For the cleaning process itself, numerous sterilizing techniques can be used, including industrial-strength, EPA-rated deodorizing agents, hospital-grade disinfectants, specialized solvents that dissolve microbial or tissue enzymes, no-touch cleaning equipment, and scraping tools of all kinds.
Multiple Hazard management: Crime scene cleaning technicians don’t just deal with the leftovers of murders. Their operating theaters are all kinds of contamination scenes, and sometimes these include drug labs and other sites with dangerous chemicals or objects.
In some cases, these also happen to be the sites of murder, requiring the use of techniques for more than one kind of hazmat threat. Crime scene cleaners are trained to manage these multiple contamination vectors simultaneously.
Why Crime Scene Cleanup is So Vital
Crime scene remediation technicians are a vital part of the forensic handling chain for more than one excellent reason.
For one thing, while crime scenes in movies often simply fade into the background as soon as the plot doesn’t need them, in reality, they’re more often than not people’s homes, offices, workspaces, and public places that have to keep being used by the living after someone has been killed there.
Crime scene technicians have to make sure this can happen in a way that minimizes dangerous biohazards and traumatic memories as well. Their work often has a psychologically delicate aspect that involves not only physical cleanup but also the psychological cleansing of a space.
Secondly, despite all their professional investigative training, CSI personnel and cops are normally not trained in the safe disposal of the potentially pathogenic remains of a dead body. By handling this, crime scene remediation technicians have a job that’s genuinely important for public safety.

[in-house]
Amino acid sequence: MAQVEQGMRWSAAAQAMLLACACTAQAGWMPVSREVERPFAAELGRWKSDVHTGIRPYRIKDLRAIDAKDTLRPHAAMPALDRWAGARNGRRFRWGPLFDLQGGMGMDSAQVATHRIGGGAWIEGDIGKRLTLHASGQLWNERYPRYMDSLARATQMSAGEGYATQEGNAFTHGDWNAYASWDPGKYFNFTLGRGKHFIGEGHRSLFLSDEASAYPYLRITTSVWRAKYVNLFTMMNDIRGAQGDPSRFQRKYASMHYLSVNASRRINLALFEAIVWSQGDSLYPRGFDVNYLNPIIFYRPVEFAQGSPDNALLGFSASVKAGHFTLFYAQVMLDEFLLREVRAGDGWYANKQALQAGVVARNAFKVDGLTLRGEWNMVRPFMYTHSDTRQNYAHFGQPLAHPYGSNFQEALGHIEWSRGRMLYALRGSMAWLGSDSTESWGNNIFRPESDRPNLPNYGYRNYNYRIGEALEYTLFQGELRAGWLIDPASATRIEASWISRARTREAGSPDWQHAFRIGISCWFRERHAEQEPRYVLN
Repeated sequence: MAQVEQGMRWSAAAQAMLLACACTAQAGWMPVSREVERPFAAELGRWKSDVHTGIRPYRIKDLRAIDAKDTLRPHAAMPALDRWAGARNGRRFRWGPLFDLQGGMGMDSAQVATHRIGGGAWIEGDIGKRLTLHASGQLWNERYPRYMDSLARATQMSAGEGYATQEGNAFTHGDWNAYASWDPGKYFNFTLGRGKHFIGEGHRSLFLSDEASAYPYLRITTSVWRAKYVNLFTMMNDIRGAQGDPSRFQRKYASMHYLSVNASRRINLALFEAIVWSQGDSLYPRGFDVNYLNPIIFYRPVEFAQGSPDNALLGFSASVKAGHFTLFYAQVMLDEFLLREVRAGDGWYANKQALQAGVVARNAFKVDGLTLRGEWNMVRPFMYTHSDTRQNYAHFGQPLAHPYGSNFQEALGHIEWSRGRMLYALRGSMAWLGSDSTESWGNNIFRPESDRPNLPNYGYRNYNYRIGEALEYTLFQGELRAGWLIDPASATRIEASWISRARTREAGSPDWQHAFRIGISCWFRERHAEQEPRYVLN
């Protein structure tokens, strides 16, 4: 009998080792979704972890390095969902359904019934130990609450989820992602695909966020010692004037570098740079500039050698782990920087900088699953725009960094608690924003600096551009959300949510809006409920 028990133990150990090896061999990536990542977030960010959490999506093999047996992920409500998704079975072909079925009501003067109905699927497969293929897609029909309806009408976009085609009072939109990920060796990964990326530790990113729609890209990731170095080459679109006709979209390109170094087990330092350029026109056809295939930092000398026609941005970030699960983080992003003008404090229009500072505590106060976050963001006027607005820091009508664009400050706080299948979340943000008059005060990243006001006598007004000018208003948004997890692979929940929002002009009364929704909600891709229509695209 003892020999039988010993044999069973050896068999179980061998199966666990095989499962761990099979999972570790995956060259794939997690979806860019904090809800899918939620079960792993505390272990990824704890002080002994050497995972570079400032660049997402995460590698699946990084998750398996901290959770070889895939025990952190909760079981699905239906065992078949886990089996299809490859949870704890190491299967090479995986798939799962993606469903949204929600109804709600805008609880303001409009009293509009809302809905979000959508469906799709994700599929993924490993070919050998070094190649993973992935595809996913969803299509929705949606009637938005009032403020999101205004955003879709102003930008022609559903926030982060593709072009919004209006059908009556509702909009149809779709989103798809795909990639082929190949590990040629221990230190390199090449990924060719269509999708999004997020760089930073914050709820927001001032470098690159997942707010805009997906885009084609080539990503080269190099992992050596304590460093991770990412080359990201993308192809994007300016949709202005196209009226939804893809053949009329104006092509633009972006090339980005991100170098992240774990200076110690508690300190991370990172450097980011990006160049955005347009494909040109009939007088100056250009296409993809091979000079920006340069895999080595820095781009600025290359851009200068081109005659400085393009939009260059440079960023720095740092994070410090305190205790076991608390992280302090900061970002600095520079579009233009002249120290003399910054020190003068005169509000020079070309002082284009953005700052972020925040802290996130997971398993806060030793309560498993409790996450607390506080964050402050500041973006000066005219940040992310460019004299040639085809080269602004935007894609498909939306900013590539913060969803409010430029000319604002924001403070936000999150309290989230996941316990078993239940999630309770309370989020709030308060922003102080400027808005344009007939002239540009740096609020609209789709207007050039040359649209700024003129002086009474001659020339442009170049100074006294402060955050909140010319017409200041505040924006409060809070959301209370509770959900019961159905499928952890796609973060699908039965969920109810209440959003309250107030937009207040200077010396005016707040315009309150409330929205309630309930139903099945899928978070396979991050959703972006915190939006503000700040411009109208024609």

The Cleaning Process: How long it takes and how it works
While murder can happen in an instant, the resulting homicide scene may take a variable amount of time to clean, and this applies not just due to the violence of the murder but also because of the physical conditions of the location. Certain locations, types of construction materials, and coverings for walls, floors, or furniture are much more difficult to clean thoroughly than others.
A fundamental rule that crime scene cleaners have to keep in mind is that a murder site can’t simply look very clean, it has to truly be completely clean. Potentially pathogenic organic material has to be totally removed from surfaces and objects and if this isn’t possible, those objects and surfaces themselves will have to be replaced. Otherwise, material residues can linger to cause harm even years later.
With that said, the average range of time needed for the cleanup can run from 1 to 40 hours, but in some cases might take multiple days, depending on the violence of the murder and the amount of disinfection and removal necessary. In cases of murder scenes where the body was only discovered days or weeks later, severe decomposition may have reduced it to a nearly liquid state and this adds a whole other dimension of cleansing beyond recent blood stains and organic remains.
To combat all of the above, crime scene cleaners use powerful scraping and cleaning tools in combination with extremely strong disinfecting and EPA-rated deodorizing chemicals such as those mentioned further above, which all present their own hazards to a cleaner’s health.
Some of the tools needed for eliminating the remains of homicides include sharp cutting tools for removing portions of carpet or wall, putty knives for scraping away brain matter and other congealed tissues, mops, shovels, sponges, scrubbing fabrics, and in more extreme cases, devices such as foggers and ozone machines for odor removal.
A Final Word on Crime Scene Remediation Technicians
The trained professionals that conduct crime scene remediation work at 360 Hazardous Cleanup have a difficult and crucial job that nonetheless gets little recognition in both media and the public eye. Nonetheless, they’re available 24 hours a day, 7 days a week, 365 days per year, and can be on the scene within a matter of hours for an assessment.
Their expertise also extends to biohazard removal and sanitization for a diverse range of other needs beyond those required by police agencies. Give them a call today and partner with professionals for crime scene and trauma cleanup situations.